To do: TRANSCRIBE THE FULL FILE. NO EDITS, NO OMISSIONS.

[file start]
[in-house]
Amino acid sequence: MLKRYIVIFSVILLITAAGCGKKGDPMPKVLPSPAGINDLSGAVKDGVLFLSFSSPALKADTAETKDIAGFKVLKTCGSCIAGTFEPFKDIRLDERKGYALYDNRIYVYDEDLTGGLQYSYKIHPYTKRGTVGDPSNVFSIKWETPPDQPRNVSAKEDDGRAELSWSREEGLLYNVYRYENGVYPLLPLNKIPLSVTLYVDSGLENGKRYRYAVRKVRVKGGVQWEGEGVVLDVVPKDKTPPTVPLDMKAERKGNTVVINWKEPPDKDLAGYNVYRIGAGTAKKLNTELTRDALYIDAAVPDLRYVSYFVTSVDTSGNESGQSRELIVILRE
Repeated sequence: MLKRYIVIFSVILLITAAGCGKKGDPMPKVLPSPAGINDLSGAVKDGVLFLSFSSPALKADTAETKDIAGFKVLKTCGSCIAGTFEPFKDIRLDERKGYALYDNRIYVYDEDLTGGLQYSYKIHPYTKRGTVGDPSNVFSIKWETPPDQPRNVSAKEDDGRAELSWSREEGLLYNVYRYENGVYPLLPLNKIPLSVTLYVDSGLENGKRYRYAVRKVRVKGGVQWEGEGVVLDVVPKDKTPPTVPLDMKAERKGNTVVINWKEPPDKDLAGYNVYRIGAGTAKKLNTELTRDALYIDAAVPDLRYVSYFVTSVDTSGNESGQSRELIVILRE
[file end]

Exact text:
[in-house]
Amino acid sequence: MLKRYIVIFSVILLITAAGCGKKGDPMPKVLPSPAGINDLSGAVKDGVLFLSFSSPALKADTAETKDIAGFKVLKTCGSCIAGTFEPFKDIRLDERKGYALYDNRIYVYDEDLTGGLQYSYKIHPYTKRGTVGDPSNVFSIKWETPPDQPRNVSAKEDDGRAELSWSREEGLLYNVYRYENGVYPLLPLNKIPLSVTLYVDSGLENGKRYRYAVRKVRVKGGVQWEGEGVVLDVVPKDKTPPTVPLDMKAERKGNTVVINWKEPPDKDLAGYNVYRIGAGTAKKLNTELTRDALYIDAAVPDLRYVSYFVTSVDTSGNESGQSRELIVILRE
Repeated sequence: MLKRYIVIFSVILLITAAGCGKKGDPMPKVLPSPAGINDLSGAVKDGVLFLSFSSPALKADTAETKDIAGFKVLKTCGSCIAGTFEPFKDIRLDERKGYALYDNRIYVYDEDLTGGLQYSYKIHPYTKRGTVGDPSNVFSIKWETPPDQPRNVSAKEDDGRAELSWSREEGLLYNVYRYENGVYPLLPLNKIPLSVTLYVDSGLENGKRYRYAVRKVRVKGGVQWEGEGVVLDVVPKDKTPPTVPLDMKAERKGNTVVINWKEPPDKDLAGYNVYRIGAGTAKKLNTELTRDALYIDAAVPDLRYVSYFVTSVDTSGNESGQSRELIVILRE